Even being shown a video of how to escape underwater would have better than nothing.

Planned flight over water out of auto range of land with water temp less than 5 degrees.........
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Old 12th Mar 2018, 22:34
  #74 (permalink)  
 
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Originally Posted by [email protected] View Post

Immersion suits and air bottles (STASS or equivalent) would at least have given them a fighting chance.
and i got ******* chastised in the Pappillon thread for suggesting flame retardant overalls and flight helmets.
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Old 12th Mar 2018, 22:43
  #75 (permalink)  
 
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Originally Posted by GrayHorizonsHeli View Post
and i got ******* chastised in the Pappillon thread for suggesting flame retardant overalls and flight helmets.
That probably because none of those things is ever going to happen!
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Old 12th Mar 2018, 23:00
  #76 (permalink)  
 
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Physical the passengers seemed to be good in shape. One a 26 year old fire fighter. So definitely the harness release was a mayor factor.

https://www.nytimes.com/2018/03/12/n...pgtype=article
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Old 12th Mar 2018, 23:56
  #77 (permalink)  
 
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I doubt they are using these to connect either end of the safety tether to the floor hard points or the ring on the harness located between the shoulder blades. Static line hookup hardware like these would be a bad choice underwater or for a tour customer.
You need to push the large button to slide the hook open . . . and it’s a two handed excercise normally.
Makes no sense in a tour chopper.

Anyone know what hardware they normally use ?


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Old 12th Mar 2018, 23:57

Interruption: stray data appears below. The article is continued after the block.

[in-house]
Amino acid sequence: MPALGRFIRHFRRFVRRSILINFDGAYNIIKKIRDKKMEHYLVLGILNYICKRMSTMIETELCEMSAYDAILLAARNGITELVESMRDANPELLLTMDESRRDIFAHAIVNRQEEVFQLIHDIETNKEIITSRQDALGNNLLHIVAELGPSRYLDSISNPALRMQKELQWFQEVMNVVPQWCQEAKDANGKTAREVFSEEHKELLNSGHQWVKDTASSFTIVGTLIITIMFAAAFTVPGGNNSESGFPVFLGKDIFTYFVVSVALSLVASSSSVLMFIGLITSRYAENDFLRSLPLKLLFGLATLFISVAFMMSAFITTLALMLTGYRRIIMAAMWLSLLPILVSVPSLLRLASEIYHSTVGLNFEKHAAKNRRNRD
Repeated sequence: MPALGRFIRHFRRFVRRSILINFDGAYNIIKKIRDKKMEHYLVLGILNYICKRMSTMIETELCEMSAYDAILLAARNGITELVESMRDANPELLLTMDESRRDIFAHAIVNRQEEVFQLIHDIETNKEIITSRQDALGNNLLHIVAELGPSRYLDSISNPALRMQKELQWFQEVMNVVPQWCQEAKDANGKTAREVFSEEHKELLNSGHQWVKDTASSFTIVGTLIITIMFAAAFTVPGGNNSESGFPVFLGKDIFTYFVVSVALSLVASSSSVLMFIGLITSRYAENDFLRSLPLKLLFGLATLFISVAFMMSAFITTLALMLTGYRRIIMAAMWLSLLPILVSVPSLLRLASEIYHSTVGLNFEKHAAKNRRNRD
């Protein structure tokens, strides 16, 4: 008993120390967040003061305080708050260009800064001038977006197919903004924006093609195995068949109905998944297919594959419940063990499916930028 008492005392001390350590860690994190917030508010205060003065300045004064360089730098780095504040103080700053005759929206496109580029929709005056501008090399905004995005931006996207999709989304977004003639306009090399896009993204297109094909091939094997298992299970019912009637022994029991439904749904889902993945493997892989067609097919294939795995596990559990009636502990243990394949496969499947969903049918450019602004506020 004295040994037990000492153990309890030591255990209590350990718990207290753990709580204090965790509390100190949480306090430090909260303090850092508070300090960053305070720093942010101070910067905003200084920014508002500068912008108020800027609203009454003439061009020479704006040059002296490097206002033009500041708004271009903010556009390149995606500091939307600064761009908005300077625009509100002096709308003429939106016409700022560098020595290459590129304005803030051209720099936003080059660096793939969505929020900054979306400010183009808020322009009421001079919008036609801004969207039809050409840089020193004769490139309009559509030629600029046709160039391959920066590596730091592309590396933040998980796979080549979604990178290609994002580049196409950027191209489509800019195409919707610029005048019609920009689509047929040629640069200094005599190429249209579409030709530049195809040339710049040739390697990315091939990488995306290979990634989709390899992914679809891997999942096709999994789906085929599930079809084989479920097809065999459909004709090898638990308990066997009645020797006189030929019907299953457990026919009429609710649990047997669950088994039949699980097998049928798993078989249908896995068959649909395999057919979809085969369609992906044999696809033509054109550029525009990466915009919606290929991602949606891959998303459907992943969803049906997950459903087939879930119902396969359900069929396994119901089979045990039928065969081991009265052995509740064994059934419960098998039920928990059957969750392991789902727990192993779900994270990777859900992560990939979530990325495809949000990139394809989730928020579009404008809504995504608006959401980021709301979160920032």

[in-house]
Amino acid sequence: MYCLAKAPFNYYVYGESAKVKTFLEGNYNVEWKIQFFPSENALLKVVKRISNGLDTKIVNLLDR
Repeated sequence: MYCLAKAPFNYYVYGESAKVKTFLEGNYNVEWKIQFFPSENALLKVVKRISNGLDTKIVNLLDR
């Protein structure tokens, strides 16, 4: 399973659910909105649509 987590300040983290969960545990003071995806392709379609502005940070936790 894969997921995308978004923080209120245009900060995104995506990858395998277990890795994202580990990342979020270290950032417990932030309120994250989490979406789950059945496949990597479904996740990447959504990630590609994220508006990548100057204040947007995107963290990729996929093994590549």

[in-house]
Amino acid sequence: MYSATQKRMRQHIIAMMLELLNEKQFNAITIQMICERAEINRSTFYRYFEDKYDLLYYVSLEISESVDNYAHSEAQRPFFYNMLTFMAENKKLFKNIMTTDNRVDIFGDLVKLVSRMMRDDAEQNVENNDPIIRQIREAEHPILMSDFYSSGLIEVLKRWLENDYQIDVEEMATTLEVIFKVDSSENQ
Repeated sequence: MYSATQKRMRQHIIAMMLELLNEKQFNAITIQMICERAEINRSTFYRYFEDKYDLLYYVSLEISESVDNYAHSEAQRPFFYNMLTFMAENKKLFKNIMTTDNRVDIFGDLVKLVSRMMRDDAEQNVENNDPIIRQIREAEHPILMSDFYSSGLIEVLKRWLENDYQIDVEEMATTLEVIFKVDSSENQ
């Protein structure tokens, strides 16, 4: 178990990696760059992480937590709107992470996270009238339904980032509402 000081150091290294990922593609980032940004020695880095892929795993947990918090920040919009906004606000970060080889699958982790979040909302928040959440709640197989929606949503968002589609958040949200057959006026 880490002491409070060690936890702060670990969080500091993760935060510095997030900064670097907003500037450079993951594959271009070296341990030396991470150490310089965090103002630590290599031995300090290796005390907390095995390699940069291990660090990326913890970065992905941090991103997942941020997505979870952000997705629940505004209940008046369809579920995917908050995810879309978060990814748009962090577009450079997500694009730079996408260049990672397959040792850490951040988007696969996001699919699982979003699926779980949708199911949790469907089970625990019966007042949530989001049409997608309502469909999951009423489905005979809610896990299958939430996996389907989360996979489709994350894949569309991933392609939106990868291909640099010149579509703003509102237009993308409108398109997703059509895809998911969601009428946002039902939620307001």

#78 (permalink)  
 
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Originally Posted by [email protected] View Post
And we are back to cold water shock.

Immersion suits and air bottles (STASS or equivalent) would at least have given them a fighting chance.

Even being shown a video of how to escape underwater would have better than nothing.

Planned flight over water out of auto range of land with water temp less than 5 degrees.........
I keep coming back to the water temps too, especially since it looks like the doors were off, hence the harnesses.

The video shows the fuselage partially submerging on first contact with the water (floats underwater), then a fairly quick roll-over. With the doors off, that cabin would have filled with frigid water very quickly. I wonder if a doors-closed flight might have given them a little more time.

I've done photo shoots (real ones) in a harness with doors off, but never over water at those temps.
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Old 13th Mar 2018, 00:38
  #79 (permalink)  
 
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Crab,

How far in advance would you have the customer book the flight....and the necessary training to use all that gear?

Surely you don”t think it fine to hand a passenger a PFD and Puff Bottle...as they head out the door to the aircraft do you?








Originally Posted by [email protected] View Post
And we are back to cold water shock.

Immersion suits and air bottles (STASS or equivalent) would at least have given them a fighting chance.

Even being shown a video of how to escape underwater would have better than nothing.

Planned flight over water out of auto range of land with water temp less than 5 degrees.........
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Old 13th Mar 2018, 00:39
  #80 (permalink)  
 
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Filmed a ship steaming in Goose Bay at minus 26C in the open door , no fun. The video camera lasted 20 minutes then broke the tape transport gears ! That was an AStar with both right side doors off . Thankfully we were out of options .

If I had to rig anybody else in the door ( or front ) I teach one procedure always. If you’re faced with a water landing then assume you will end up inverted. Now on dry land close your eyes and find your release system. Activate it with eyes closed. Do this 3 times and you’re good to go. So far we’ve never needed it . . . touch wood.